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Tampa Bay Rays: Putting Return for Kevin Jepsen in Context

By Robbie Knopf
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On July 31st, the Tampa Bay Rays traded reliever Kevin Jepsen to the Minnesota Twins for right-handed pitching prospects Chih-Wei Hu and Alexis Tapia. We discussed the deal at that time, concluding that it was nice for the Rays to turn Jepsen, a replaceable reliever, into a potential starting pitcher in Hu and a pitcher with room to develop in Tapia. However, now that we have had some time to take a deep breath and let the dust settle, let’s look at the return that the Rays received for Jepsen one more time.

It is far too early to know how any trade deadline deal will work out, but what we can do is compare similar deals to each other to get a feel for how players were valued. There were ten different deals where only a reliever was dealt for one or more young players (almost all prospects), so we have a decent amount of information to help us understand that Jepsen trade better. Here’s a quick summary of all ten trades, with prospect analysis coming after looking at Baseball America and Kiley McDaniel.

Marc Rzepczynski traded from Indians to Padres for outfielder Abraham AlmonteThe Padres received a year and two months of Rzepcyznski, a lefty reliever with a good track record who is having a poor season (4.43 ERA) in exchange for Almonte, a former decent prospect who is now a Quad-A outfielder who can’t be counted on for anything.

Jonathan Broxton traded from Brewers to Cardinals for outfielder Malik CollymoreBroxton has been terrible this year (5.89 ERA), but he still shows a mid-90’s fastball along with good strikeout and walk rates. He also has a $9 million team option ($2 million buyout) for 2016, although that is likely too high of a cost for him to be retained. In exchange for Broxton, the Brewers received Collymore, a Rookie ball hitter who has some bat speed but hasn’t been able to tap into his power and has moved down the defensive spectrum from second base to left field this season.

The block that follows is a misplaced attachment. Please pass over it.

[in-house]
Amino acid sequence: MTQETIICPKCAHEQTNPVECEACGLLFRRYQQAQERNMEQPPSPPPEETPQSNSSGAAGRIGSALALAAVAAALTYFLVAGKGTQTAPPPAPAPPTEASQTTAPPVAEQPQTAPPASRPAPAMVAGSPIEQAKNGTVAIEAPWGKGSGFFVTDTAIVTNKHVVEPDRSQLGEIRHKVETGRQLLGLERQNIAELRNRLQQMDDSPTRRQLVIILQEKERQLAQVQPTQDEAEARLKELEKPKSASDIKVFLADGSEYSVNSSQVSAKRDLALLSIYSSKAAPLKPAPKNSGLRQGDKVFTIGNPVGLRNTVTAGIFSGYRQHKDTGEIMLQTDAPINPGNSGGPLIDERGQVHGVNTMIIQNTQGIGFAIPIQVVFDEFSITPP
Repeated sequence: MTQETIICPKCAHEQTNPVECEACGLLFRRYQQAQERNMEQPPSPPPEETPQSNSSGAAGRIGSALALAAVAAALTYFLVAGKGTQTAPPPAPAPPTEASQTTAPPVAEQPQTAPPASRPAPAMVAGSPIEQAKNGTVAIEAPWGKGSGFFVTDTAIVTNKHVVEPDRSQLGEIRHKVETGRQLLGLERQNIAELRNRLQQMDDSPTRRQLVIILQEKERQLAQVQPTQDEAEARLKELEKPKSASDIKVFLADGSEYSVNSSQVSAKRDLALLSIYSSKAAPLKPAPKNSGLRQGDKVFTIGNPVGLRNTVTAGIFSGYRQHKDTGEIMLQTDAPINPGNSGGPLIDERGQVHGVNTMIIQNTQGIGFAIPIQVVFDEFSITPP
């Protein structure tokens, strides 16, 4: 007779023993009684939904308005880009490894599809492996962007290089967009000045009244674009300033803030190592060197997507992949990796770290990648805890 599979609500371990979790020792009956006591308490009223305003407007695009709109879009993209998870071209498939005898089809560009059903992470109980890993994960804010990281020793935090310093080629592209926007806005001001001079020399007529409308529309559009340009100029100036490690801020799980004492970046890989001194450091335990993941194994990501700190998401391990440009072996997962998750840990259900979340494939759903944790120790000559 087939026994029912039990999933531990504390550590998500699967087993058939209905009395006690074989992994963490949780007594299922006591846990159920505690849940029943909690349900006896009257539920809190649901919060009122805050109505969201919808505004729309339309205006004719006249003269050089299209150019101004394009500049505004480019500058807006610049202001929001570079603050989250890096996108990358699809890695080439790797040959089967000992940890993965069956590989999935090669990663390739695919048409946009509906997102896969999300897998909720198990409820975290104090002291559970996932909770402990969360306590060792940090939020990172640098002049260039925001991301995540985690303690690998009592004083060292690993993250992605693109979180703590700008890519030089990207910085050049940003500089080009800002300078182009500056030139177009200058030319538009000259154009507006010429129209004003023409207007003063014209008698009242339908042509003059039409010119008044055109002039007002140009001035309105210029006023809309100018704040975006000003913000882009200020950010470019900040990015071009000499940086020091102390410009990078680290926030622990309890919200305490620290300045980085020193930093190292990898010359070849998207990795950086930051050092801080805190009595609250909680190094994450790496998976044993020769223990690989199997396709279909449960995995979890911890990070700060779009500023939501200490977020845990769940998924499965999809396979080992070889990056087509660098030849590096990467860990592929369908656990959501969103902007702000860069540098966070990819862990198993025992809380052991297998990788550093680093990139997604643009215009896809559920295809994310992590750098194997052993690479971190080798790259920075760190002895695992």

Steve Cishek traded from Marlins to Cardinals for RHP Kyle BarracloughCishek, the former Marlins closer, struggled enough this season that he was demoted to the minors before looking better (4 shutout innings) after returning. He is controllable for two more seasons via arbitration, although like Broxton, the price tag will be quite high. The Marlins got back Barraclough, a Double-A reliever with a mid-90’s fastball but huge control issues (7.3 BB/9 in 24.2 Double-A innings).

Joakim Soria traded from Tigers to Pirates for SS JaCoby JonesSoria, once a dominant reliever for the Royals, has been excellent as the Tigers’ closer this season, but only with a disturbing 1.7 HR/9. For two months of him, the Tigers got back Jones, a shortstop with power and speed but also serious questions regarding his defense (he may move to third) and his ability to make contact.

Tommy Hunter traded from Orioles to Cubs for OF Junior Lake: Hunter is a solid setup-type reliever whose flaw is an inability to miss many bats. For two months of him–and $1.6 million in salary relief–the Orioles got back Lake, a Quad-A outfielder who has athleticism and some power potential but has shown an extremely poor plate approach and questionable defense.

Jonathan Papelbon traded from Phillies to Nationals for RHP Nick Pivetta: Papelbon is costly (the Nationals will pay him around $15 million through the end of 2016) and his velocity is down, but his status as a dominant closer hasn’t changed thanks to improved command and control. The Phillies were able to get back Pivetta, a starting pitching prospect with a fastball that has reached 96 MPH and a good curveball who comes with questions regarding his command and changeup. He has number three starter upside but may end up in relief.